Cowboys defensive lineman Marcus Spears had just finished participating in a pummeling of Bucs quarterback Byron Leftwich when he decided to interrupt his postgame celebration to call his best friend.
"I wasn't even out of the locker room and Marcus called me after the game," Tampa Bay receiver Michael Clayton said. "He said, 'Man, Byron Leftwich, I've got a lot of respect for that guy.'"
Spears was reacting to Leftwich's ability and willingness to hang in the pocket despite a fierce pass rush that also features 2008 NFL sack leader DeMarcus Ware.
Leftwich did so at the cost of taking some bumps and bruises, but it paid off in some big completions in Sunday's loss. Some were completions that might not have occurred without a quarterback with the savvy and pocket presence to overcome his obvious limitations - an extremely unorthodox release and, at 6 feet 5, 250 pounds, a lack of mobility. Leftwich, 29, absorbed nine hits in completing 25 of 41 passes for 276 yards, according to official game stats. But he was not sacked, a testament to his ability to know when to say when.
It's part of the reason the Bucs moved the ball against Dallas, finishing with 450 total yards. Some of the biggest passing plays were a direct result of Leftwich waiting for a receiver to get open and delivering the ball just in the nick of time. There are things Leftwich does not do well. But he knows his strengths.
"I was born slow," Leftwich cracked Wednesday. "So, I don't really have a choice. I'm not a guy who runs around in the pocket. I understand what I can do out there on the football field. I'm the guy who has to get the ball in the right guy's hands."
After watching Leftwich "scramble" across the width of the field for a 1-yard gain just before halftime, Clayton was practically stunned.
"When he rolled out and made it to the sideline, I said, 'I ain't never seen you move that fast!'" Clayton said. "His weapon is his arm. He utilizes it in a way that I've never seen a quarterback do. You want that (from) a quarterback, somebody who's going to stand in there and deliver the football."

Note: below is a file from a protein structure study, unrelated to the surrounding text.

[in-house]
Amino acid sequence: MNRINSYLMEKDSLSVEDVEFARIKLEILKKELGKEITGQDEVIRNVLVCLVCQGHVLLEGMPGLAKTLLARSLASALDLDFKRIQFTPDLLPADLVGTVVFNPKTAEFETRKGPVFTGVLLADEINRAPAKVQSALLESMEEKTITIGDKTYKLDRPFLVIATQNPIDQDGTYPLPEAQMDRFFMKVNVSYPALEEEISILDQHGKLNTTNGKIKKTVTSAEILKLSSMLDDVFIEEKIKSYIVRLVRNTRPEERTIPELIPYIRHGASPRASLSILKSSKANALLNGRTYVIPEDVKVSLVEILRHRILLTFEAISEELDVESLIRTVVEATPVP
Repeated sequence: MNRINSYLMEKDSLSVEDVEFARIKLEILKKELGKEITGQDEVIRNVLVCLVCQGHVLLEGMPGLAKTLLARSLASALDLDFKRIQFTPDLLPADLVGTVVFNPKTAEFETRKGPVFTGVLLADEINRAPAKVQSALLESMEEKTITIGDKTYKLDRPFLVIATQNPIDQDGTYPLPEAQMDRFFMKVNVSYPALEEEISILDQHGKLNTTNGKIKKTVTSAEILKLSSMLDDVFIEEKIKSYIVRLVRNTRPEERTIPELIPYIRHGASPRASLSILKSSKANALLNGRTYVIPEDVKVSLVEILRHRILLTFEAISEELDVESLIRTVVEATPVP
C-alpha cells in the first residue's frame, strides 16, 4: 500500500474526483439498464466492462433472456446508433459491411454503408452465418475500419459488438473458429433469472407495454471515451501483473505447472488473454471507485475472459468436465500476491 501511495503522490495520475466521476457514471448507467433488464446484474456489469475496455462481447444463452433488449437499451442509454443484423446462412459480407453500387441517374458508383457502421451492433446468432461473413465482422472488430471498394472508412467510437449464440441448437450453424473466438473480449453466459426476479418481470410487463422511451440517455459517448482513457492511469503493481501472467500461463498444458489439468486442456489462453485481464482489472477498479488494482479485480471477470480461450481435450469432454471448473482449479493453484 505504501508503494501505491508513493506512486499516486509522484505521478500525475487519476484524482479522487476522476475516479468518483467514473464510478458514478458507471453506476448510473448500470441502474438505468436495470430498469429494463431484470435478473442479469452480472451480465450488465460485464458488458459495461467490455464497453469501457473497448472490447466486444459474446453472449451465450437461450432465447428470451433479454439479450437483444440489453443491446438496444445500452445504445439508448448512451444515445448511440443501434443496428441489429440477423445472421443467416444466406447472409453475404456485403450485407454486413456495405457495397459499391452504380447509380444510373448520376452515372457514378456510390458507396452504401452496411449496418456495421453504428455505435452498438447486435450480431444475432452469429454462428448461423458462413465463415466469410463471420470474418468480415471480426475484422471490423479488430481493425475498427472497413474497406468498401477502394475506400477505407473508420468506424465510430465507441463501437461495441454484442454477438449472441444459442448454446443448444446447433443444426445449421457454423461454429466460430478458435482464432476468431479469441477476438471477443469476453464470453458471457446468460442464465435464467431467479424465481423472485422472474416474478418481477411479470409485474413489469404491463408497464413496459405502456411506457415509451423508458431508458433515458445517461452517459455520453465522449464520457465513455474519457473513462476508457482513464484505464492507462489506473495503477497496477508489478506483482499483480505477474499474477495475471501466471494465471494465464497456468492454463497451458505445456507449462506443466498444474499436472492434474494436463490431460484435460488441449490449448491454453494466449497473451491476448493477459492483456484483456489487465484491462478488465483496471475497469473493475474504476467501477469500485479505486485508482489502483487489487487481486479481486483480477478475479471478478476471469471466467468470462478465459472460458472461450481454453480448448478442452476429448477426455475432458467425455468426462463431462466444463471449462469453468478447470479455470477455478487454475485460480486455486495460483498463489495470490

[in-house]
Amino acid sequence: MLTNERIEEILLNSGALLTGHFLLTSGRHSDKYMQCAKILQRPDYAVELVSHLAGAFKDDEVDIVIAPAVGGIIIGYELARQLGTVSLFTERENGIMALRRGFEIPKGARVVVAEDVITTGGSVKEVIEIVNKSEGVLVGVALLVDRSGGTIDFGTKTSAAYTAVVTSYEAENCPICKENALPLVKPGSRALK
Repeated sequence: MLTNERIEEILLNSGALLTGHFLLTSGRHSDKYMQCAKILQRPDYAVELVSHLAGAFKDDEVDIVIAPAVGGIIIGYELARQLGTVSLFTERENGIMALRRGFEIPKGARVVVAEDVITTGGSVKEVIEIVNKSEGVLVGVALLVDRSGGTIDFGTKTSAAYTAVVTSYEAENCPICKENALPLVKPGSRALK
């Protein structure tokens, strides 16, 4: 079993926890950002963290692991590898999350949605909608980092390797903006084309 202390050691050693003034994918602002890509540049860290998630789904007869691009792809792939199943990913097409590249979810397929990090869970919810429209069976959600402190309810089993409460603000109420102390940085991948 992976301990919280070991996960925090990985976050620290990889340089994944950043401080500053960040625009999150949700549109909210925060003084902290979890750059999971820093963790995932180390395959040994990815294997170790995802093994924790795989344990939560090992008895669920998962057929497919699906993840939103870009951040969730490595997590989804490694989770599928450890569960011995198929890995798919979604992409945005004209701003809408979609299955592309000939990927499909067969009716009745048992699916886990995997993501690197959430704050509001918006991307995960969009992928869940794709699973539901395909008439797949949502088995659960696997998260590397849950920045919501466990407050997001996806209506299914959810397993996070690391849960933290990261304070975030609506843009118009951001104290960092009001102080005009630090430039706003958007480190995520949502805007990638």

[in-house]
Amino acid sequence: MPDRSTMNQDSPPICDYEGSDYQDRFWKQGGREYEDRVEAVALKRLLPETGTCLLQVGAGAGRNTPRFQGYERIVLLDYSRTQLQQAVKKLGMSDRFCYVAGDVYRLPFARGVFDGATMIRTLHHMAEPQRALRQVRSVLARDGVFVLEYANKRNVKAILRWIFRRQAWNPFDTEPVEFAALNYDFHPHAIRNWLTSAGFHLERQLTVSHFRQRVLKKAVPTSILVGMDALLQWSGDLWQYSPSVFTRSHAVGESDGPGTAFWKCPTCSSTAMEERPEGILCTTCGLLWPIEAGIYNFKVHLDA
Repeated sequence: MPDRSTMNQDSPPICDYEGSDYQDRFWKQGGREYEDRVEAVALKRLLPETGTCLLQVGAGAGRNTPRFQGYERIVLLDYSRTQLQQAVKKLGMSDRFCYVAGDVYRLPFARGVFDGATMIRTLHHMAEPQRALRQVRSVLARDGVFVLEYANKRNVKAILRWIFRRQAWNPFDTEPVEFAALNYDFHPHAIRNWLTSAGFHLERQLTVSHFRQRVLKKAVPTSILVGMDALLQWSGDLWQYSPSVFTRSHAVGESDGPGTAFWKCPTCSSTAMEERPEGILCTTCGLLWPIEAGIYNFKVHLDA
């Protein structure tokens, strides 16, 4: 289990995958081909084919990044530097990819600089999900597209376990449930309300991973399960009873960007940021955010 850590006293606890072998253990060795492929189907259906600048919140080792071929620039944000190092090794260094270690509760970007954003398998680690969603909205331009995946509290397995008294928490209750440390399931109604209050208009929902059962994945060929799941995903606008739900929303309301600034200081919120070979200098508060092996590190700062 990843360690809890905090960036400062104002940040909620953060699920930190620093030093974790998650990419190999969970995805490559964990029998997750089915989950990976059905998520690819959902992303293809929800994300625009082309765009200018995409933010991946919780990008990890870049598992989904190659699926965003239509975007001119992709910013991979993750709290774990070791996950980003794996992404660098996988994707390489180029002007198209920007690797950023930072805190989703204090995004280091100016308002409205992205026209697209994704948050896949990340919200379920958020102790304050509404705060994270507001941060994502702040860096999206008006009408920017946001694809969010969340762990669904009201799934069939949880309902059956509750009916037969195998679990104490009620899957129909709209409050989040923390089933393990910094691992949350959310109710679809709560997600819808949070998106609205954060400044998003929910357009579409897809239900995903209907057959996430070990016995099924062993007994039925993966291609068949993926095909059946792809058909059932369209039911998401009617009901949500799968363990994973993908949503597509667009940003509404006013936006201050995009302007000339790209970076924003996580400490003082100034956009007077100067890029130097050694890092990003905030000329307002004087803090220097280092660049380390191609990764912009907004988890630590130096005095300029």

Because venturing outside the pocket takes Leftwich out of his element, he has made a home there, even if doing so means getting up slowly, as he did on several occasions Sunday.
But playing this way requires the ability to sense the pass rush closing in, especially because Leftwich's delivery includes a windup that leaves the ball exposed. He lives dangerously, but Leftwich proves a quarterback can be effective under such circumstances.
He could not, however, be successful without his toughness.
"Waiting until that last second could be the difference between winning the game and losing the game or completing a pass and throwing an interception," Bucs guard Davin Joseph said. "He's not out there taking unnecessary hits. Every time you see him take a hit, it's worth something.
"And he takes it, and he does not complain. Some quarterbacks don't like to get hit. But he understands that every protection has its weakness and not every blitz can be picked up. He's just tough, man."
Still, a quarterback can only take so much punishment, and the Bucs have lost veteran center Jeff Faine to a triceps strain for 4-6 weeks.
"I have to say, yes, you'd like to get out of the game where the quarterback's jersey is clean every time," coach Raheem Morris said. "But we know the reality. ...
"Any quarterback who gets hit a number of times week to week, depending on how the hits are, it's going to take its toll and wear you down."
Offensive coordinator Greg Olson said the Bucs will continue to use some max protection calls when needed. They will go as far as using eight men to protect Leftwich, as they did at times against the Cowboys. Part of the reason it's necessary is teams know Leftwich is susceptible to pressure because he's likely to stay in the pocket.
"Believe me. I know what teams try against me," he said. "When (defenses) bring pressure, I know what I have to do, what I can't do, what I can get away with and what I can't get away with."
But the price Leftwich may have to pay isn't a consideration for him, evidenced by the sentiments shared by Spears with his buddy Clayton.
"He's a warrior," Clayton said. "Any other quarterback would have tapped out."
Stephen F. Holder can be reachedat firstname.lastname@example.org.